Desktop Applications

In a day and age when almost everything we could want is available online, it seems people are forgetting about desktop applications. Desktop applications may seem out of the loop but when you need something where reliability is a number one priority, a desktop application should be strongly considered.

Imagine its 4:30 on a Friday afternoon and you need to access some data on a cloud application of your choice. You open up your browser only to find that there is no internet connection because of an ISP issue that is out of your control! This is a bit of an exaggerated example but the point is that if that data was stored locally on a desktop application, you would have been able to retrieve it regardless of any internet connectivity issues.

Now of course there are positives and negatives of desktop applications. Desktop applications on a secure computer within a secure office are better protected than even the most secure cloud storage or online services. There is a tradeoff though, the data on the desktop can’t be accessed from anywhere at any time. Some people will also point out that that it’s easier to lose data on a desktop but that isn’t true. Just like with data on a server, regular backups will mitigate any risk involving data loss.

The hardest part of a desktop application is compatibility. An online service mostly has to worry about working across the major browsers which for the most part, conform to the same standards. There are slight variations here and there but very manageable for the most part. With desktop applications you have to decide if it will be Windows, Mac OS, Linux or all three. If it is both you need to know what you can or can’t do on either system. If you need to do something on one system that you can’t on another, you may need to write entirely different code. This isn’t too bad if you are using Java but Java can’t bring out the best in any one system, it is more of a jack of all trades. Even if you are creating an application for a single OS you need to be wary of compatibility between the different versions such as Windows Vista, 7, 8, 8.1, and now 10. Same goes for the different versions of Mac OS and Linux.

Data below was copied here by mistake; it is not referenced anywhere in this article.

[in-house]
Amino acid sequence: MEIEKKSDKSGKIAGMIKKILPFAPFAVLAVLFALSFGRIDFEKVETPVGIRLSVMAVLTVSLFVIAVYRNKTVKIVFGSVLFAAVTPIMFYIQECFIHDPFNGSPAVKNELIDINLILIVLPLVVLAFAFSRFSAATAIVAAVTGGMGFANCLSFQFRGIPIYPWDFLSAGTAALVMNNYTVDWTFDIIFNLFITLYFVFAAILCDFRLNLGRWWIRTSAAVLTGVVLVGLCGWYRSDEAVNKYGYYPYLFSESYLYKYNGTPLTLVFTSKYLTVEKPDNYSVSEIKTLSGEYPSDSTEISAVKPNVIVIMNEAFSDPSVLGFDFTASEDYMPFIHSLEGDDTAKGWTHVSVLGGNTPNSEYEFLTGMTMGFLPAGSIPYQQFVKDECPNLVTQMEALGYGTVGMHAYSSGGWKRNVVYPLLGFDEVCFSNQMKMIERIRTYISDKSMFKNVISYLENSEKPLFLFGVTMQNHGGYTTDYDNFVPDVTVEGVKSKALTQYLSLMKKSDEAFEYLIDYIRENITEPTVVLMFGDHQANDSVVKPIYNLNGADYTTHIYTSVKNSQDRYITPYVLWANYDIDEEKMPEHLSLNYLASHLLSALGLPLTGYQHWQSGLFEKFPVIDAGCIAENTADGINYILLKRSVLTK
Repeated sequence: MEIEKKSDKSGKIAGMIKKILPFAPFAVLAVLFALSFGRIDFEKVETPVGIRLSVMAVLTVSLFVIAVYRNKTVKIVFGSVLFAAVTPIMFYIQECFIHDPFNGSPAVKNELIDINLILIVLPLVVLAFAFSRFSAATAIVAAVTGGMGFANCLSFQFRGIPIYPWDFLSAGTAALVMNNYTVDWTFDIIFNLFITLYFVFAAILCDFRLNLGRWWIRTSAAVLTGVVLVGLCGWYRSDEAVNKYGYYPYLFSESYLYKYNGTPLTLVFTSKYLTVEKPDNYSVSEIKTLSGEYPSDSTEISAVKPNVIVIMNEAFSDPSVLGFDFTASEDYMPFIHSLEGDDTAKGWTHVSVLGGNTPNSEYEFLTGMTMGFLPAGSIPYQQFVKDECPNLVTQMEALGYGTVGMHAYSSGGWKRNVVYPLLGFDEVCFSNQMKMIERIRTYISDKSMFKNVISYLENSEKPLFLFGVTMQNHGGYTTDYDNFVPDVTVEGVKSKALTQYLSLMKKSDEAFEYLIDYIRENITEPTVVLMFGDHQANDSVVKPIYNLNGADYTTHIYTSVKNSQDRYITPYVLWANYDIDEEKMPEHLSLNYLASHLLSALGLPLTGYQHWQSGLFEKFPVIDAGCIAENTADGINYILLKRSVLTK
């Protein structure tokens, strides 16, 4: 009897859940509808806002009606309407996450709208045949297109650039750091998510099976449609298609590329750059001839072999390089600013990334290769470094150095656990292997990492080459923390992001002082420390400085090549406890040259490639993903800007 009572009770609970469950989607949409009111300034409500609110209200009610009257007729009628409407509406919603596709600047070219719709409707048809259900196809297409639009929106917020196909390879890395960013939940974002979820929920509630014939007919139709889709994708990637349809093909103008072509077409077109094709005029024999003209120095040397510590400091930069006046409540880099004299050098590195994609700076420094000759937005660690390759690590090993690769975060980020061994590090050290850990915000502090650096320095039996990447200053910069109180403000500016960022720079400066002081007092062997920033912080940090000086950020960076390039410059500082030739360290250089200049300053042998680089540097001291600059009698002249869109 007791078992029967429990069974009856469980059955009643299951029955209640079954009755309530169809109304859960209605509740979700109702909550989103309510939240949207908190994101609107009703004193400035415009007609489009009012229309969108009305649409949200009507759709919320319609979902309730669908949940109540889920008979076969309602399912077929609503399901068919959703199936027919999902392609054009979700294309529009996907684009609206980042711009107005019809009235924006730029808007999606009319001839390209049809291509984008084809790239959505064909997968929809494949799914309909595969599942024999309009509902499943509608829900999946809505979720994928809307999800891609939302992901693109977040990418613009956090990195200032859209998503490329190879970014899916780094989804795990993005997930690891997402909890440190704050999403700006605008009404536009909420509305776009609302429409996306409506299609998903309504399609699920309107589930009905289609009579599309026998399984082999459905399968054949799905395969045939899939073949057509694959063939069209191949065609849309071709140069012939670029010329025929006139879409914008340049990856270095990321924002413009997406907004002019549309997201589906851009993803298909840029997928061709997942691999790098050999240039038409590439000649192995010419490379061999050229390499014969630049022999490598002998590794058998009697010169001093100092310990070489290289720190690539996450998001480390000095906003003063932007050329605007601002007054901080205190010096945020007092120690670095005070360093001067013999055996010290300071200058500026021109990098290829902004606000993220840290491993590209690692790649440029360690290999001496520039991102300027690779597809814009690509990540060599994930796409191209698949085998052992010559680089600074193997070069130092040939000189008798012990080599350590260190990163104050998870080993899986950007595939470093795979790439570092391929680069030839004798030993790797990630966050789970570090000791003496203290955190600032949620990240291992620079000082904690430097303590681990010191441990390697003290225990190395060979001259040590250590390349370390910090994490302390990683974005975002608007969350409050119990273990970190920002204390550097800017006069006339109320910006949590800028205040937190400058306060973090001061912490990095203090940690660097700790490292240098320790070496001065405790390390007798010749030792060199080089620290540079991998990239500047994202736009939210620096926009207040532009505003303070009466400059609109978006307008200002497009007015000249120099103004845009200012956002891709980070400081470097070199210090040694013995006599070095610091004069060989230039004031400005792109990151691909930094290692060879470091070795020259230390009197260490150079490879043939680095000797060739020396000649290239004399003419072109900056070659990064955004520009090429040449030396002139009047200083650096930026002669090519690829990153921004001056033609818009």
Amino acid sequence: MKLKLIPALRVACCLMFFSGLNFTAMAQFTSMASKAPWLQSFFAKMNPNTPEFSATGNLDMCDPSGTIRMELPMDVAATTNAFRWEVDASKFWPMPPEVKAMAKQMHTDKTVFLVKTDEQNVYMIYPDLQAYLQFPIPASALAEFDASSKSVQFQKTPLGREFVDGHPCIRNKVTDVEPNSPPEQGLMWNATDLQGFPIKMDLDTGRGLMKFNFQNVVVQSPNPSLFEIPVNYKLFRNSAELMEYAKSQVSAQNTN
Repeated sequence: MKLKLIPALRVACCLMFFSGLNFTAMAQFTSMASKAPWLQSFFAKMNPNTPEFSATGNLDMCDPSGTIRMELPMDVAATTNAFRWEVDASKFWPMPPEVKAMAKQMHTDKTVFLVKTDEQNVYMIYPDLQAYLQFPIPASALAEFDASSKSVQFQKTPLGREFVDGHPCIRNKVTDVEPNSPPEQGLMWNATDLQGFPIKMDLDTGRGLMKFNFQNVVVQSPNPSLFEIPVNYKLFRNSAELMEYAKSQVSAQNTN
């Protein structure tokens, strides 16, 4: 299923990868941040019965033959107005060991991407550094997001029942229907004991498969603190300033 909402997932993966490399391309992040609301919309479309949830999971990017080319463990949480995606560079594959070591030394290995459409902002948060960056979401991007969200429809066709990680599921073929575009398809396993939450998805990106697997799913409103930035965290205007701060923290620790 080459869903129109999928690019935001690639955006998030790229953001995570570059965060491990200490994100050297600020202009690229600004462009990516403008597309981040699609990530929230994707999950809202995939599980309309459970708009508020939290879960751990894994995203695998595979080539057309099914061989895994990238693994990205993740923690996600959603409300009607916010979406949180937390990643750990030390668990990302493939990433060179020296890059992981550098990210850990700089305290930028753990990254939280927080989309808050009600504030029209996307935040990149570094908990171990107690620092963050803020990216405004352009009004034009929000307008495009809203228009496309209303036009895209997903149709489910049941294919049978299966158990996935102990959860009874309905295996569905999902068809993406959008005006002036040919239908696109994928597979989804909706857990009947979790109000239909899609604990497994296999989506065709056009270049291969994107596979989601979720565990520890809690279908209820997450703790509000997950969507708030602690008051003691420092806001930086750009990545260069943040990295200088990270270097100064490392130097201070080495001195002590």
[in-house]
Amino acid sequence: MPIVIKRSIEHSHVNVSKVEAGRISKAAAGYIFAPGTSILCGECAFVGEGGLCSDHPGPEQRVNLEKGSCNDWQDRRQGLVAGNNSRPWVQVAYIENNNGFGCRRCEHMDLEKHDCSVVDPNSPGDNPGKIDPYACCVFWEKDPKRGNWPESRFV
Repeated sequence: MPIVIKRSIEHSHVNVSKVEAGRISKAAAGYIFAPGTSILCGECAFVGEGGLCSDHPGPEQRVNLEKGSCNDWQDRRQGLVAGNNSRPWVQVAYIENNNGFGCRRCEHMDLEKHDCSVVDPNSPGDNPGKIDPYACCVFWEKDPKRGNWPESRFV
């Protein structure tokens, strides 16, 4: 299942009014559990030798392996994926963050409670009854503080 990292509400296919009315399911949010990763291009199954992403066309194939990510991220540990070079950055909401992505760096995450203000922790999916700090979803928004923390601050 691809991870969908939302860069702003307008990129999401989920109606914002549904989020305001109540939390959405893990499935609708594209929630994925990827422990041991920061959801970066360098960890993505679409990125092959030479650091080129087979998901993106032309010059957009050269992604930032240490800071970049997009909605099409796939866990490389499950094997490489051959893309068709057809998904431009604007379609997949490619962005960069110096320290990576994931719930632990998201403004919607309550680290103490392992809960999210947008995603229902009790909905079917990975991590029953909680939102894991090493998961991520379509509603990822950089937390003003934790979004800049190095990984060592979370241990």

Aside from software compatibility, the next big thing is hardware compatibility. For a vast majority of the time, the OS will be the one handling how the hardware handles everything. Certain applications however, may need to operate at lower levels to accomplish their tasks. This is when you have to be careful because Intel and AMD operate differently at a CPU level. Nvidia and AMD are also very differently designed when it comes to outputting visuals.

The good news is that the drawbacks of a desktop application only really affect a small percentage of specialized applications. For most applications involving data these issues don’t usually apply. Sadly though, these drawbacks do exist and the convenience of the internet means that only truly specialized applications remain desktop based.

Regardless of the type of application you are in need of, at Palm Beach Software Design we will work with you to help you decide what is best for you and let you know the positives and negatives of all avenues.